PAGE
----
Yesterday I found out someone very important to me passed away. His name was Fred and he was the father of my partner of seven years, who remains my close friend, Greg. Fred was closer to me in many ways than my own father and I am so sorry he’s no longer here. Thankfully his kindness to me and so many others lives on in my memory.
At the end of October of 1989 I fell in love for the first time in my life. His name was Greg and we had already been friends for a little over a year. I was quite smitten and knew that he was the one, I also knew that I’d face some hostility. He was 20 and I was 33 and when I told my roommate he made some snide remark about Greg’s age. It was the kind of snarky comment I heard made, often behind my back, for the first year of our relationship. Those comments were made by gay men my age or older. I never heard any criticism from Greg’s friends nor did I hear them from Greg’s father and mother. I am sure they may have had concerns but I was always treated like a member of the family. Over the years we were together my relationship with Greg’s dad, Fred, grew stronger.
Greg and I were both preacher’s kids but the similarity ended there. My father was a Seventh-Day Adventist and very conservative. Greg’s dad was a pastor with the United Church of Christ, an LGBTQ-inclusive denomination. I was included in every family event and made to feel quite welcome. Poor Greg went home with me once for Thanksgiving and it was the most awkward holiday ever! No one was openly hostile but the silence hung heavy in the air. Ironically both Greg and I were born in the same city in Vermont which is where my parents lived that Thanksgiving. I had come out to my father two years earlier. It was after the 1987 March on Washington. I was on the phone and mentioned that I’d been on a trip with a church group, (I went with a Unitarian Universalist delegation). My father asked, “that wouldn’t have been in Washington D.C.?” I replied that it was and then came out. I can’t remember the subject being mentioned by my father again.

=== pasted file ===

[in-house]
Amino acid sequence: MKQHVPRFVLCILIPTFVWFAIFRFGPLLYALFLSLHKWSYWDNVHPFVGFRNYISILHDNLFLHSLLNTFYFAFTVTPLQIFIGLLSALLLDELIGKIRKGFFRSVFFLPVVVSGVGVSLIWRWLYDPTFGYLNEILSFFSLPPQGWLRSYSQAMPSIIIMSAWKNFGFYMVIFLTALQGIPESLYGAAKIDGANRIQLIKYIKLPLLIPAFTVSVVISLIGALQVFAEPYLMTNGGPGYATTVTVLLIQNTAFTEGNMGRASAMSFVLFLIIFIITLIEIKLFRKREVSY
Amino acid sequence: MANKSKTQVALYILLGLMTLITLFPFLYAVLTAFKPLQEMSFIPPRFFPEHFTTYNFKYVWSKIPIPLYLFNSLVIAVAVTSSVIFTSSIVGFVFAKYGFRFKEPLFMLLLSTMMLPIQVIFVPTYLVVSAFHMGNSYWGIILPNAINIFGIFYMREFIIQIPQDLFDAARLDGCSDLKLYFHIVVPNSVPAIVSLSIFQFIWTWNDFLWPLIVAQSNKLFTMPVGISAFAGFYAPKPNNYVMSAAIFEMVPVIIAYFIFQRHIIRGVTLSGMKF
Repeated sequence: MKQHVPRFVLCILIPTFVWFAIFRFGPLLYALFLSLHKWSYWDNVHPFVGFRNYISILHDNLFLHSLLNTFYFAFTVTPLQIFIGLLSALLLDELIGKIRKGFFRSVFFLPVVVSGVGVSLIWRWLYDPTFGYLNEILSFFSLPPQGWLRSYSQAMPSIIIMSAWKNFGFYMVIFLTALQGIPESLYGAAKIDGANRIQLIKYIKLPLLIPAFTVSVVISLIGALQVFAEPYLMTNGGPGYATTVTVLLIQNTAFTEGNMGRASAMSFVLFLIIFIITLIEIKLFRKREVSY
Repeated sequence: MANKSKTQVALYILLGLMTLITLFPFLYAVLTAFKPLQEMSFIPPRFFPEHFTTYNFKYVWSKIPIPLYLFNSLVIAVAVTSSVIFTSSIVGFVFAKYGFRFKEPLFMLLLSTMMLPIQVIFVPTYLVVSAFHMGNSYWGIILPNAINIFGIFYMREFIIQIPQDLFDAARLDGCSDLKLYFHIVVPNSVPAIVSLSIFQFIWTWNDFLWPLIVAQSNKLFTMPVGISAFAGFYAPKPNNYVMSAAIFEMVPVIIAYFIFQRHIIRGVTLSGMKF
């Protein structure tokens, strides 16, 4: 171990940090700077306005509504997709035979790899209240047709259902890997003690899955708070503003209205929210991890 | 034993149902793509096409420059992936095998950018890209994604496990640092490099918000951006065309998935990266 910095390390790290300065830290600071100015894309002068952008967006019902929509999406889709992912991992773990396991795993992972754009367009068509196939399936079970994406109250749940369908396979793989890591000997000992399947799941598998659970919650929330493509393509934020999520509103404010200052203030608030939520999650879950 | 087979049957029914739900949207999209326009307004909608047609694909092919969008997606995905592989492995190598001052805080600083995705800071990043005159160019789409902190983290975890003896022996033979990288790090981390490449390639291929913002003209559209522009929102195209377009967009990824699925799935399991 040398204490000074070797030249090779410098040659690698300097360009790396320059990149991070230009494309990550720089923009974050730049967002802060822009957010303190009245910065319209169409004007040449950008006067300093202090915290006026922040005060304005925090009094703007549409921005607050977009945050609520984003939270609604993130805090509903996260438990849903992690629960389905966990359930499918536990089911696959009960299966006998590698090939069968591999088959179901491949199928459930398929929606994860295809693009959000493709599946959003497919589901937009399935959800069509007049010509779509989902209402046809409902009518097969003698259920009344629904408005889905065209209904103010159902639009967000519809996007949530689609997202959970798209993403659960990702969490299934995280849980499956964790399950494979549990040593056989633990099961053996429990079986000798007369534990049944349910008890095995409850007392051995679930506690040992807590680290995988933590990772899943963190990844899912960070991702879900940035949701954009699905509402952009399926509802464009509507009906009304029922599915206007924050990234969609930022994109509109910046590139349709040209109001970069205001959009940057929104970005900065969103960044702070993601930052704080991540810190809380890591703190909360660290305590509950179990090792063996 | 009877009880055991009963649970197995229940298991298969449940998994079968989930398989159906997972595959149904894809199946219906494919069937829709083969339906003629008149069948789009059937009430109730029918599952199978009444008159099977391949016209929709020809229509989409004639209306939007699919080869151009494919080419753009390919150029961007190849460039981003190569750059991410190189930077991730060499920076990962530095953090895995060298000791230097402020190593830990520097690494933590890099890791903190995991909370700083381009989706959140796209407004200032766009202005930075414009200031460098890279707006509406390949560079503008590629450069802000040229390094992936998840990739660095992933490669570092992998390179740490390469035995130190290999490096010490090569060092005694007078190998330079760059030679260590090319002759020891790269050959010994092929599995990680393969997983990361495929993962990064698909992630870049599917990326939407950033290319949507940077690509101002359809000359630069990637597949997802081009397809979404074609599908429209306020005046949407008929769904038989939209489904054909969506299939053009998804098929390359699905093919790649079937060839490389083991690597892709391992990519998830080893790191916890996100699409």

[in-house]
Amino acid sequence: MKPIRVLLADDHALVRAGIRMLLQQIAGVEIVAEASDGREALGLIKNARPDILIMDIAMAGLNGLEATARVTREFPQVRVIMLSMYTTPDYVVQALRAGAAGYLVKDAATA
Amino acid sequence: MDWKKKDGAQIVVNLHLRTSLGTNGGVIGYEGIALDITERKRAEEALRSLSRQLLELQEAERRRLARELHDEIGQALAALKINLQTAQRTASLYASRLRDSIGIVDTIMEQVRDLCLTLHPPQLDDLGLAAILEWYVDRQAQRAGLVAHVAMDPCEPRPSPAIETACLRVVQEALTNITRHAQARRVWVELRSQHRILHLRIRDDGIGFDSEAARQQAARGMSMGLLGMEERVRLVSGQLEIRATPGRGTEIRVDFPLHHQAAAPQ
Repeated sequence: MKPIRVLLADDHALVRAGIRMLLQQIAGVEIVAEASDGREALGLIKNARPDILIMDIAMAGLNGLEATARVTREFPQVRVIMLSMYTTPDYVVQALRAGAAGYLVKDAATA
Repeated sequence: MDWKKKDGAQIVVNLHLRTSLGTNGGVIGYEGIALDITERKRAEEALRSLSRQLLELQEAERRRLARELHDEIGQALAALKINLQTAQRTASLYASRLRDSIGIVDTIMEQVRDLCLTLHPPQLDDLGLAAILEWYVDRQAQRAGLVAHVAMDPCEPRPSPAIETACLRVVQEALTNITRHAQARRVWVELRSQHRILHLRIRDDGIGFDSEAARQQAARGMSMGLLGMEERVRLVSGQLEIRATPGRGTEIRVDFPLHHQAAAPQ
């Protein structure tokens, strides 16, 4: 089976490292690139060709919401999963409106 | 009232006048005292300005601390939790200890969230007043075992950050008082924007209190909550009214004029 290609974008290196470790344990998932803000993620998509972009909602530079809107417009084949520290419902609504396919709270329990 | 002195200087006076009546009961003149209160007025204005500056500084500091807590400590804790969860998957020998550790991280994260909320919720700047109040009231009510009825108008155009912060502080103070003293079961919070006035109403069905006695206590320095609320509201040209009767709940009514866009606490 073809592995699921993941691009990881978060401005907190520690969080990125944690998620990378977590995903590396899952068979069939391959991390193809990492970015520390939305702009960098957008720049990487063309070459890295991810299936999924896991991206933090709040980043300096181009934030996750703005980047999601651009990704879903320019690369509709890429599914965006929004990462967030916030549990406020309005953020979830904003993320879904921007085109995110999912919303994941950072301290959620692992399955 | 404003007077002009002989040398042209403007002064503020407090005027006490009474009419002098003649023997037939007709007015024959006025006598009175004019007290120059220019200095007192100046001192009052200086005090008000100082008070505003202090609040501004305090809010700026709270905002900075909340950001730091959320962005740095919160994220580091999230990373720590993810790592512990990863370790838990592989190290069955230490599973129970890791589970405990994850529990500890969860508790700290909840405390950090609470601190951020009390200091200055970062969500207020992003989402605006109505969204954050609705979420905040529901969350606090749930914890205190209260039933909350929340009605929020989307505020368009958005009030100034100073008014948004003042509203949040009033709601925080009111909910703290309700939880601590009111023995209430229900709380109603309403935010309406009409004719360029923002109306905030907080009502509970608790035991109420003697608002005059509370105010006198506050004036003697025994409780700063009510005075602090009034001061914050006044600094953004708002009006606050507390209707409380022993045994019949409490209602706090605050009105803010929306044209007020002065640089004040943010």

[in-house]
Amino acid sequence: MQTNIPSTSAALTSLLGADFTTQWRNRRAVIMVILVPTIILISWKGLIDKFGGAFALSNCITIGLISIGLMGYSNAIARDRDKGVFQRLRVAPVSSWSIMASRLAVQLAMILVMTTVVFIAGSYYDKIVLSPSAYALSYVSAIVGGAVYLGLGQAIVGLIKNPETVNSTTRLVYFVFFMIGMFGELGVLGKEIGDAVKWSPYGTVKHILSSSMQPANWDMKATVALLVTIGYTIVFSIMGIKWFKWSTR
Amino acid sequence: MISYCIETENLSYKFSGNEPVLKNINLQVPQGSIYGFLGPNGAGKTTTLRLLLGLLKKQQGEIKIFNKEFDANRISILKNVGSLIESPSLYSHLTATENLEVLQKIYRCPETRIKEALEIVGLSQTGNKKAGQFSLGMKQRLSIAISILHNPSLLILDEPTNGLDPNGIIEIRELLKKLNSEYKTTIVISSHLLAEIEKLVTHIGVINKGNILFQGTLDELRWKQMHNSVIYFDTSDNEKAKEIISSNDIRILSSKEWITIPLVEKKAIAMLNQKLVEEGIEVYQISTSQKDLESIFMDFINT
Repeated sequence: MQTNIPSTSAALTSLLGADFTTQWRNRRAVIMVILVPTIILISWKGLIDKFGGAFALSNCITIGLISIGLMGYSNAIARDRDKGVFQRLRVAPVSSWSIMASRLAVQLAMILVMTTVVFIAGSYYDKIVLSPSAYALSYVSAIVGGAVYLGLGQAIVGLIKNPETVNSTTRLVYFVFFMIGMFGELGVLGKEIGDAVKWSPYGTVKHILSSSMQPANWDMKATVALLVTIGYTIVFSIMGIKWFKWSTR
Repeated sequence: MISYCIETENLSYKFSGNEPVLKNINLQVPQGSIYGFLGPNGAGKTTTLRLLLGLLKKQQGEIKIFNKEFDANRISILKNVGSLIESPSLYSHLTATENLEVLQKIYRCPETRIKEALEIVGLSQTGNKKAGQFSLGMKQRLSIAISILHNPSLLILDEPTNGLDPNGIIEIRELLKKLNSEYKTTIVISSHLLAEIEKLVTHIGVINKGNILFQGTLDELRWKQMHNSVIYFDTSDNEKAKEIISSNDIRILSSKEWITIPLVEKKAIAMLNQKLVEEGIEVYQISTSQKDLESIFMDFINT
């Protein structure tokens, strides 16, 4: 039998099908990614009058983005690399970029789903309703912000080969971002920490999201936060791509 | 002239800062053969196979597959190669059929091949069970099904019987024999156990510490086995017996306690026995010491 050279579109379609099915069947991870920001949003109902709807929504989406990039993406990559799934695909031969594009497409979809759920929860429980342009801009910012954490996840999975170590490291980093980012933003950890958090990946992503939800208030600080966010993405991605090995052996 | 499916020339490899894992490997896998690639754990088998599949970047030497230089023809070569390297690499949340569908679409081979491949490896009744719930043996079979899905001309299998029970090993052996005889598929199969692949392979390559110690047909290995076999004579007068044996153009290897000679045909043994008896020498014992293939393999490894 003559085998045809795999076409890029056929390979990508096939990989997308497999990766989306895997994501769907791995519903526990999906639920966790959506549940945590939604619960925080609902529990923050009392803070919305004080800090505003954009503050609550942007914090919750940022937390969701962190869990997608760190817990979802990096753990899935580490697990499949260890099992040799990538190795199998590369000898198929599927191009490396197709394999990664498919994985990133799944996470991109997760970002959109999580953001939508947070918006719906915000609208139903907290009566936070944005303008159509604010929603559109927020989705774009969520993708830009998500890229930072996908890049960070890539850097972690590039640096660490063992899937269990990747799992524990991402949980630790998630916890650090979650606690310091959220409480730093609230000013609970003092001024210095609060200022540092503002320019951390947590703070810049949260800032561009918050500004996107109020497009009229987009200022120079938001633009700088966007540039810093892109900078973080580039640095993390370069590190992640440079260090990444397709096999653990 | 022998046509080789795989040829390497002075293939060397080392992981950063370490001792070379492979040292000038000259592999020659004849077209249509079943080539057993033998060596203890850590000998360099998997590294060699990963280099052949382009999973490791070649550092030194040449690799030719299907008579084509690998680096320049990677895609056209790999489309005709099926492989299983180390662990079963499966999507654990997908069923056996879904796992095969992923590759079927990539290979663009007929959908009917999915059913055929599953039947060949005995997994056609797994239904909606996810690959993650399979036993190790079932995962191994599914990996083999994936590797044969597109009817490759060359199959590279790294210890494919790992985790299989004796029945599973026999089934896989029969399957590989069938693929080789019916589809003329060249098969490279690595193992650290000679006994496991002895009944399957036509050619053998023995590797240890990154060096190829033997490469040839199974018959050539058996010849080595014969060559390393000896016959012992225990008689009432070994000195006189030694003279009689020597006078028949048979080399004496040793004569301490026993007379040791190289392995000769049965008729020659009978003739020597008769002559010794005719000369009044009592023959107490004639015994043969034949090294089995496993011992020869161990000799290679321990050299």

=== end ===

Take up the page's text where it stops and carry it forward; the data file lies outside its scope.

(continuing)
Greg’s family was very welcoming on the other hand. The Thanksgivings with Greg and his extended family were quite pleasant. I don’t recall any hostile moments or even uncomfortable silence like the visit with my parents had been. After Greg and I had been living together for awhile Greg’s dad asked us if we would move into his home, the church parsonage. He and his wife were buying a home and wanted us to be caretakers of the parsonage. Greg’s dad would stay with us whenever it was inconvenient to drive out to their new home a few towns over. So for awhile Greg and I lived as an openly gay couple in the church parsonage! During that time I got to know Fred even better. He was a passionate campaigner for social justice while being the most kind and gentle person you could hope to meet.